Marianna Moore, chair of the board of supervisors’ appointed Measure X Advisory Committee, cast concern that the supervisors’ action on the medical center capital projects might be premature and negatively hit future Measure X funding of other public services.

“This is a one-time expenditure,” responded District 4 Supervisor Karen Mitchoff of Pleasant Hill. “There will be money for other projects. The longer we delay on capital improvement projects like these the more expensive it becomes.”

Upon acknowledging Measure X chairperson Moore’s comments, District 1 Supervisor John Gioia remarked “I hear the concerns of the Measure X panel for this board to be transparent and open.” Yet, he pointed out how three major local nonprofit health providers – Kaiser Permanente, John Muir and Sutter Medical – skirt regulations that county-operated medical institutions must obey.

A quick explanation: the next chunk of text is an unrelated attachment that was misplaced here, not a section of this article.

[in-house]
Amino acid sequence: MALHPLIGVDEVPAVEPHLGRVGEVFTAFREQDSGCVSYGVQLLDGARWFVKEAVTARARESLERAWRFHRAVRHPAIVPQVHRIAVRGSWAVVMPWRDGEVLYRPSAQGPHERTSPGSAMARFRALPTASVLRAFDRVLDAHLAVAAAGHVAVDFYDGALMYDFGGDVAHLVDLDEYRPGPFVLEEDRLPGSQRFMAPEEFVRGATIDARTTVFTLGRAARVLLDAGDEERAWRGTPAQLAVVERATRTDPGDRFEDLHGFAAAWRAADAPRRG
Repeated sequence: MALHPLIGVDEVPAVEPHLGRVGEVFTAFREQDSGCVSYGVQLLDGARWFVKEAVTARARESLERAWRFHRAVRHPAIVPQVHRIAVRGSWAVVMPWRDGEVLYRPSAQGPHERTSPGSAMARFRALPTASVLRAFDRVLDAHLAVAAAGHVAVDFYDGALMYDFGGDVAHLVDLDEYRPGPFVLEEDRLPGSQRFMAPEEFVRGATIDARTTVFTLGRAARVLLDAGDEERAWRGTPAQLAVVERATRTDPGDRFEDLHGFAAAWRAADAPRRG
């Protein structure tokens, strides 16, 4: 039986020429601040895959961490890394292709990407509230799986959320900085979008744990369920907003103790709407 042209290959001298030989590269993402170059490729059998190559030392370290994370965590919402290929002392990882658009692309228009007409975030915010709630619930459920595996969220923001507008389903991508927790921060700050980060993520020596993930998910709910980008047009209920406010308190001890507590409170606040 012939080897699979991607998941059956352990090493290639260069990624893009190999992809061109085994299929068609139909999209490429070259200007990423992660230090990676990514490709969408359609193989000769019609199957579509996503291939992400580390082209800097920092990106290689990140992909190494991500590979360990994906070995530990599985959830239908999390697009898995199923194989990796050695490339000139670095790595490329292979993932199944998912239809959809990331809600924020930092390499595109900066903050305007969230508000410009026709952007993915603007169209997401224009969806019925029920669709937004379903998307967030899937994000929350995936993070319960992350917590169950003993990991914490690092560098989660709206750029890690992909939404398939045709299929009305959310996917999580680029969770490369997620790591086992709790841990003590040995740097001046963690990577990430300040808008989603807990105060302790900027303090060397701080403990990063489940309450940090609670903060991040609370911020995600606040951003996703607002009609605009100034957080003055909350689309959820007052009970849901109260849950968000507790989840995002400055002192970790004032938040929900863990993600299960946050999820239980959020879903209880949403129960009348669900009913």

“They get an equity worth $25 billion in tax breaks and don’t have to encounter public scrutiny that publicly operated health care operations like Contra Costa County’s have to abide by. I am proud of the public health successes in Contra Costa County, but we need help from the nonprofit health care organizations too.”

In addition to the proposed parking garage, the supervisors’ action paves the way for the medical center to have a $30 million 40,000 square foot medical-clinical office building constructed and a $5 million 5,000 square foot state-of-the-art intervention radiology suite built.

One Restaurant Remains Out of Compliance With COVID-19 Health Order, Mitchoff on the Defense

In a follow up to last week’s meeting where Supervisor Mitchoff questioned the Health Department’s code enforcement capabilities in shutting down 13 restaurants willfully out of health code compliance, Roth announced there is currently only one eatery that is still not following health code requirements.

She did not identify the business. “All but one of the establishments are now in compliance,” said Roth.

Roth said her department has added four code enforcement officers since last week when Mitchoff blew the lid off the health department’s health code performance.